It surprised me how friendly everybody was, and how much people respect you for who you are. I was worried there would be peer pressure and it would be hard to fit in, but it was quite the opposite. Just be yourself and everyone will love you for who you are. I met some of the nicest people I know during college.


What surprised me the most was how much I was going to be so attached to OWU. I turned in my deposit before I even visited the school. When I visited the school, I knew I was going to feel right at home. I am still surprised to this day how much I love OWU. Going to OWU was literally the best decision I have made in my life! The professors, the opportunities, and the people have made my undergraduate experience such a unique and special experience.


What is one piece of advice you have for the incoming freshmen?


Take advantage of all of the extra opportunities that OWU has to offer, whether it be travel-learning courses, TiPiT grants, fraternities, sororities, SLUs, sports. Be a part of something that is bigger than you! All of these opportunities allow you to become closer to both people at OWU and others around the country and world. We can sometimes forget that there are so many big and amazing things outside of the OWU bubble. But, if you allow yourself to take risks and try new things that you would have never expected, amazing things can happen.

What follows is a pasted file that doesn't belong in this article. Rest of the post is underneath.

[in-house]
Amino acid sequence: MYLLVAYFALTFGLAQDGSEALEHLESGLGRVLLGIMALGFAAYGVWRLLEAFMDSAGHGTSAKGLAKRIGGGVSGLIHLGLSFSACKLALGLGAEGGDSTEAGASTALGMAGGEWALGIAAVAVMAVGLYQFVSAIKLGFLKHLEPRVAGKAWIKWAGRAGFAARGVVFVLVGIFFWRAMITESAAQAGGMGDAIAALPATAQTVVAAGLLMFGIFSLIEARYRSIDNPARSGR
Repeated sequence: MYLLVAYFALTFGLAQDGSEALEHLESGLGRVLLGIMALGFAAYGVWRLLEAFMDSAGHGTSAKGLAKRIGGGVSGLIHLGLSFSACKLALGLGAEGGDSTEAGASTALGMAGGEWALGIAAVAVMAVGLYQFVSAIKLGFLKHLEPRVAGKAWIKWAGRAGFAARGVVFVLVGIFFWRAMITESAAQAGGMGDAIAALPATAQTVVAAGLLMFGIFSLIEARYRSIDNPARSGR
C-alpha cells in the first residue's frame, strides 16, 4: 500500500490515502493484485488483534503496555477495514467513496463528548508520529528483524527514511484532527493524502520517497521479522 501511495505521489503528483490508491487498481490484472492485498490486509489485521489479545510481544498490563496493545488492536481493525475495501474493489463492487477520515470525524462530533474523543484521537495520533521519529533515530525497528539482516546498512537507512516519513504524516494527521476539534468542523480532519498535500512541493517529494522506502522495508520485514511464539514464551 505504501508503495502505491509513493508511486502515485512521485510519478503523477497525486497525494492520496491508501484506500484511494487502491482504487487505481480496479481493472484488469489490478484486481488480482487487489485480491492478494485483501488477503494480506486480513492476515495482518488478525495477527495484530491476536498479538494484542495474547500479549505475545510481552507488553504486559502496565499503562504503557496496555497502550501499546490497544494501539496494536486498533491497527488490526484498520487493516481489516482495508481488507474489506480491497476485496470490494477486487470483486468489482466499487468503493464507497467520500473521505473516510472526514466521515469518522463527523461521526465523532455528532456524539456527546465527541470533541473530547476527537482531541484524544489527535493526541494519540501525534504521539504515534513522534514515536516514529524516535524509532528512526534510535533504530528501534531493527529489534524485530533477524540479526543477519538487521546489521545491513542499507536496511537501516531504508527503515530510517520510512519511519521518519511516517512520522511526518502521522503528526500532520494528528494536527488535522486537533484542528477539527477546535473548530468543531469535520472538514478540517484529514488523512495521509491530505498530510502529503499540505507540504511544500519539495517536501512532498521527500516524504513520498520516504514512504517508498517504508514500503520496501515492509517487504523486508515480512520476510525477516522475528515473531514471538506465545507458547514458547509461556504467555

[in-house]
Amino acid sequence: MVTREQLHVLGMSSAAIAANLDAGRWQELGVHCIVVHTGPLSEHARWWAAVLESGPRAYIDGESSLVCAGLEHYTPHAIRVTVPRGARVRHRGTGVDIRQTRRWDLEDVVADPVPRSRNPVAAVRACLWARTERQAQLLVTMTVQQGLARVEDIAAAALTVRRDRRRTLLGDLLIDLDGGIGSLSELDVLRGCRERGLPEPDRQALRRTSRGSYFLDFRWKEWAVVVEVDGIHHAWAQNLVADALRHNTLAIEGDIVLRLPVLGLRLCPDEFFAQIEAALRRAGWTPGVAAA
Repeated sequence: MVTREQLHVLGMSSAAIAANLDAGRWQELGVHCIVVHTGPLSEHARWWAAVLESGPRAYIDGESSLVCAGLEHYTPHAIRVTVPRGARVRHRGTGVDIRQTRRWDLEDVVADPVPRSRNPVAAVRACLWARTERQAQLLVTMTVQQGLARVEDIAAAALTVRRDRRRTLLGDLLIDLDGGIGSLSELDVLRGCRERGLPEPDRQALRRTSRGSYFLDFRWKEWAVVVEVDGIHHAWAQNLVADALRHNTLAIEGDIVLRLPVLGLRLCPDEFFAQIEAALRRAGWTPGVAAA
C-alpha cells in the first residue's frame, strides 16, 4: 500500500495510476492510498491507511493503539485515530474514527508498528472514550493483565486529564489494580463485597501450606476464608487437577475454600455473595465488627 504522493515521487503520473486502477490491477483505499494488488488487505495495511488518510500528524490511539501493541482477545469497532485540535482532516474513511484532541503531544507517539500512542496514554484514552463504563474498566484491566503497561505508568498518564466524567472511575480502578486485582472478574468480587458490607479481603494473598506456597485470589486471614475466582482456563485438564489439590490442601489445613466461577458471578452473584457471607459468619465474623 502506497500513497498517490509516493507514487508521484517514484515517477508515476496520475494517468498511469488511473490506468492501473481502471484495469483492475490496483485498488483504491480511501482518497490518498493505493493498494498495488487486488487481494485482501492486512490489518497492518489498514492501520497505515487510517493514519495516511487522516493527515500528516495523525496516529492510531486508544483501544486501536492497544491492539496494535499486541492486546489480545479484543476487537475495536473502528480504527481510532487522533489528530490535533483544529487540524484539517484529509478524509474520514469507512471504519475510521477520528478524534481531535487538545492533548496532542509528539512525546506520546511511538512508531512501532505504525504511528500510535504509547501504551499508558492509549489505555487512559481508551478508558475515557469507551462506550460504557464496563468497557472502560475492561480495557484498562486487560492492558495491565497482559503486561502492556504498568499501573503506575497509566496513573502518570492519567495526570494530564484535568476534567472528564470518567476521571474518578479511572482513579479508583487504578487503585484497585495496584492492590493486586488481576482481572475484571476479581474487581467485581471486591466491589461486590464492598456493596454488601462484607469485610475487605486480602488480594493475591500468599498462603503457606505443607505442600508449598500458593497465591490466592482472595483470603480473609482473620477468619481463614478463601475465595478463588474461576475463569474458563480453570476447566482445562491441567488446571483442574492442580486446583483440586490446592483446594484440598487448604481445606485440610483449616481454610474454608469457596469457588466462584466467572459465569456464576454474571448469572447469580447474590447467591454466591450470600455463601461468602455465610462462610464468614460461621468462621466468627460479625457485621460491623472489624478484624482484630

Find something you love and you’ll find people you love, and it will always make you happy.


Don’t hold on to high school so tightly, and accept the change that is college and the rest of your life. Don’t get worked up if people you befriend freshmen year don’t turn out to be your soulmates come sophomore year and beyond. Everyone is so eager to pair up and find their “people” those first couple weeks, and that is important, but as the years go on, you will change and evolve and mostly likely many of those freshmen friends will too, and that is part of the process. Finally, [care] about your grades. When it’s senior year/graduation time and you start thinking about grad school, all those B- and C’s from the beginning semesters start to haunt your transcript and GPA. You can recover, but it will take work.


Be ready to change.


Make a friend and keep in touch with someone back home who you can depend on, whether that’s a parent, guardian or a friend, because the first year is overwhelming in some ways. Maybe it’s not academically, but maybe it’s socially, medically, or something else entirely. Having someone there can make a difference in how your year plays out.


Our student body embraces the strange oddball in all of us. If you are you, you’ll meet other people that love you for just that.


Opportunities don’t come looking for you; you have to go seek them out. Go to school and enjoy yourself, and be there for the sake of learning. Don’t be married to grades—just enjoy learning and the grades will turn out great.


Don’t get too consumed by any one thing. Try lots of things. Don’t assume you won’t like something or be interested in it without giving it a shot. You may surprise yourself.